Any tournament poker player, even Norman Chad, will tell you that in NL holdem tournaments it only takes one small mistake to lose all your chips and be on the rail. I’d love to say that I’ve been playing long enough to recognize possible mistakes and avoid making them, but every tournament I lose I recognize another mistake! A few times they have been big enough for me to complete change a facet of my game.
I remember distinctly losing at a final table of a PL Holdem game at pokerstars.co.uk “when it was me and the big blind left preflop and I decided it was time to push with J5. Looking back that was the dumbest thing I could do. Not only did he have a lot more chips than me, but it was pot limit! Maybe in NL I could have made him lay down his hand to an all in but I was severly limited to my raise, especially since no one else had entered the pot in front of us.
I raised and he called and I was forced to go all in on a flop when I had jack high. He called, he had hit top pair queens, and I was all but dead. I lost that tournament in 7th place and vowed never to do something that dumb again. I had to remind myself that I had a whole round to pick a hand had I let that hand go and could’ve picked a much better spot than there to put my chips in. Damnit, Steve! I’m still mad about that screw up.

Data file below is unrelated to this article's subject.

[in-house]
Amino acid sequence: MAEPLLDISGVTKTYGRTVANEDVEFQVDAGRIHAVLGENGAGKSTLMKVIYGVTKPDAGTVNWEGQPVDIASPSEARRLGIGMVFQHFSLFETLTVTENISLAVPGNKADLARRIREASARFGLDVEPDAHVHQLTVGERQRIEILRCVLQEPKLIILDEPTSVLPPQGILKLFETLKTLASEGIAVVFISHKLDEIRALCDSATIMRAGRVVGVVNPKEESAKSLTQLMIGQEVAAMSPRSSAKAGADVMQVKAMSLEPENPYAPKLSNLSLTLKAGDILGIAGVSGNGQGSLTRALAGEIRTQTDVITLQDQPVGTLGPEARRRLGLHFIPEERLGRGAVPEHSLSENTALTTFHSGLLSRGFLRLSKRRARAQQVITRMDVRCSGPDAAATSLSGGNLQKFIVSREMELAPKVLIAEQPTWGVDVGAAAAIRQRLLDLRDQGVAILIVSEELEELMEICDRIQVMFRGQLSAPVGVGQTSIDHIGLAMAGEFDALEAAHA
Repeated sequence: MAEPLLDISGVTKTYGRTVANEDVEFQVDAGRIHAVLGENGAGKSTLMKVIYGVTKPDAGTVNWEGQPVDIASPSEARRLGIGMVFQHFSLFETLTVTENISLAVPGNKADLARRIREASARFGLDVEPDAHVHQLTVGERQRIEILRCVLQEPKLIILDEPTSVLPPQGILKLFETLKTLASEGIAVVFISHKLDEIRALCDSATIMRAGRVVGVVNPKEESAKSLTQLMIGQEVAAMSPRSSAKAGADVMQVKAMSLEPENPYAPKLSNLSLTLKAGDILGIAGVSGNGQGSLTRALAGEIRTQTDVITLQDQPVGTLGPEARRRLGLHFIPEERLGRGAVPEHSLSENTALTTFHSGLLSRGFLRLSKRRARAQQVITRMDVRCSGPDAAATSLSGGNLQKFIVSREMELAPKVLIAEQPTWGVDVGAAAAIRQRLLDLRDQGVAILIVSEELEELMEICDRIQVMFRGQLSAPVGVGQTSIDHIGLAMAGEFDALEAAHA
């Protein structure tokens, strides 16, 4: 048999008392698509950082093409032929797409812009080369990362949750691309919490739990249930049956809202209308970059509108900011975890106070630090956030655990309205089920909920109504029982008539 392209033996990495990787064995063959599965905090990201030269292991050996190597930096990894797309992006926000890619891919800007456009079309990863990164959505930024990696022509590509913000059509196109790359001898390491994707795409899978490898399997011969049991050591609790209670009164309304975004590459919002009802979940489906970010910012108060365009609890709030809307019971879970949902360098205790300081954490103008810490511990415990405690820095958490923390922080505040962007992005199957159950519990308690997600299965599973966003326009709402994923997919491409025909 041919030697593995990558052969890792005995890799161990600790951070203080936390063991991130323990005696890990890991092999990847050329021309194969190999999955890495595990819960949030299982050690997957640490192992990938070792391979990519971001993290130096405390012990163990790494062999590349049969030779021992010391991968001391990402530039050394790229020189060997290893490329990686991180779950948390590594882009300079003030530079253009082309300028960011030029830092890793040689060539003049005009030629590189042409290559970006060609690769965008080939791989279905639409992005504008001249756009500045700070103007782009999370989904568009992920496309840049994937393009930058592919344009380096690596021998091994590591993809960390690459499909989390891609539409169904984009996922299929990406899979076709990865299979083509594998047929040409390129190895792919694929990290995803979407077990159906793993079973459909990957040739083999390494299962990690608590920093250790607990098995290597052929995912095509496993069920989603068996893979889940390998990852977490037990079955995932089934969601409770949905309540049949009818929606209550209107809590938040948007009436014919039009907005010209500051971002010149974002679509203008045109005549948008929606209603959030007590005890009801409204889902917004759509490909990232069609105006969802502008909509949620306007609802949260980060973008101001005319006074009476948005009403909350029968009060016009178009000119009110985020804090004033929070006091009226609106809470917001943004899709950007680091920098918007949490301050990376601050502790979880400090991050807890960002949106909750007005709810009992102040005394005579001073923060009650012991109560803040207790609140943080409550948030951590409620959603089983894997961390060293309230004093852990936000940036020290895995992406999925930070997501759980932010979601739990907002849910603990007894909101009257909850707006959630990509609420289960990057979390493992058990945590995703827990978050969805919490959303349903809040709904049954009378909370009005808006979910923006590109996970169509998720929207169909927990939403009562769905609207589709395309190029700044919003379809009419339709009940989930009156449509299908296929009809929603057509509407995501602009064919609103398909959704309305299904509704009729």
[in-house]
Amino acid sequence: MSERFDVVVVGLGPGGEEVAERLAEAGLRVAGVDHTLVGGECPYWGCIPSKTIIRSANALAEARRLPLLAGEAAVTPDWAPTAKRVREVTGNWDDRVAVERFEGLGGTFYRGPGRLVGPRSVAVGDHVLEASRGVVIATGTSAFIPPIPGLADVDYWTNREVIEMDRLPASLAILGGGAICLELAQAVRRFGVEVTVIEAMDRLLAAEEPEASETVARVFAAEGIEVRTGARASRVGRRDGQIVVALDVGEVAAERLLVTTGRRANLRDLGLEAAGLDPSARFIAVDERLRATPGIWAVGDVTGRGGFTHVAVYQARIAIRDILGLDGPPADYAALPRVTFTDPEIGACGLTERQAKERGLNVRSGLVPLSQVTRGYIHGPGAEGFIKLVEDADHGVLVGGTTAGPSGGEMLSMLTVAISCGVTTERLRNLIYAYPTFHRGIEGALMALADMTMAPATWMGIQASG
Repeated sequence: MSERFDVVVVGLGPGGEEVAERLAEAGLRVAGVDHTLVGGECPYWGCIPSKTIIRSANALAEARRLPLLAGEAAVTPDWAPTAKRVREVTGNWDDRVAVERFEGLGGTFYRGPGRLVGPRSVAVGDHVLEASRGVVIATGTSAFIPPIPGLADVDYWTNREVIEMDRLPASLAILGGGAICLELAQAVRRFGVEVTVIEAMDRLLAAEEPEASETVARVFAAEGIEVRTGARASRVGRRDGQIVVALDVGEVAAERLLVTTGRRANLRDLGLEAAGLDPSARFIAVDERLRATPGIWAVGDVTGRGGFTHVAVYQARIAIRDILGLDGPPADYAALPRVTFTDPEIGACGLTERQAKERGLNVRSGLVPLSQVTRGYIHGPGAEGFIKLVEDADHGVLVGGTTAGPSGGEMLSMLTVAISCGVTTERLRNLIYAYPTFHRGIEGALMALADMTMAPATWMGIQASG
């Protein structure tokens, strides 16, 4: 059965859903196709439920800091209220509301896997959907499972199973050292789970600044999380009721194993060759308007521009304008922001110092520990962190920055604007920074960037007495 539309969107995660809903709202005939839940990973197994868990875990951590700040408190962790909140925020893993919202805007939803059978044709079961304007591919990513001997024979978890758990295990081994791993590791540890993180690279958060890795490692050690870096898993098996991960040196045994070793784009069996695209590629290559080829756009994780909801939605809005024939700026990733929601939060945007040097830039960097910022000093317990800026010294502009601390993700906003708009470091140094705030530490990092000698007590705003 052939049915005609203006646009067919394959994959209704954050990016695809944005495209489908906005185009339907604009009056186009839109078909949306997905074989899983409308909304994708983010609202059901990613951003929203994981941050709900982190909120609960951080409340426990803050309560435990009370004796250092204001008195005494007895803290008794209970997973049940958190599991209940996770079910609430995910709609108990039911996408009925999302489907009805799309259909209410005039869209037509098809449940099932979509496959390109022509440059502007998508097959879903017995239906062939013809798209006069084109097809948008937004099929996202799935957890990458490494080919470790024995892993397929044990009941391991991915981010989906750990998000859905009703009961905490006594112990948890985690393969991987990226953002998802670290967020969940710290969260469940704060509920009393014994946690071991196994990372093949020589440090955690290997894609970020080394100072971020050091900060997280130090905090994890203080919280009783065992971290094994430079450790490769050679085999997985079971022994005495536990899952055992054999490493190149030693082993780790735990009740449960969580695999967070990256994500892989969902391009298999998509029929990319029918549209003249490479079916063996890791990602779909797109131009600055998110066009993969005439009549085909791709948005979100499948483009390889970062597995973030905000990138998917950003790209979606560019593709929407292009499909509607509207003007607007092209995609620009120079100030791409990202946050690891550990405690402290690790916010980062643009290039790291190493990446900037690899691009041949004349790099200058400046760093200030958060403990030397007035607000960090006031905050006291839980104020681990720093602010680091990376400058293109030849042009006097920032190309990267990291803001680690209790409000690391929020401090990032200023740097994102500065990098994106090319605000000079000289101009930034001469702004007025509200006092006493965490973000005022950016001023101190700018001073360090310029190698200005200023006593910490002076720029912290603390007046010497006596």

More recently I was playing in one of the $22 180-person SNGs on Pokerstars when I was shortstacked and needing to double up. With 60 players left I had 2000 chips, the blinds were 200-400 and the average chip stack was nearing 5k. From the big blind I called a 3x raise with A7 of diamonds. That may have been my first mistake. Then when the flop had two diamonds I decided this was the hand I was committed to, and checked! Looking back I made my biggest mistake right there. My opponent bet 800, I raised all in for 350 more, and he was forced to call with pot odds of over 6-1. He had A9 and was probably surprised to see he was ahead.
I missed my flush and lost. What I should have done was just push right then and there on the flop. I doubt my opponent would have called on that flop with ace-nine high, and if he did I had outs. Instead I decided to only be drawing against a better hand, allowing no fold-equity to take place (the chance that he would fold to my bet). I was so mad at myself after that I stopped playing poker for the night and played pool instead, while watching Phil Ivey kick some ass on TV. Hopefully soon I’ll start minimizing these mistakes and make another big cash again.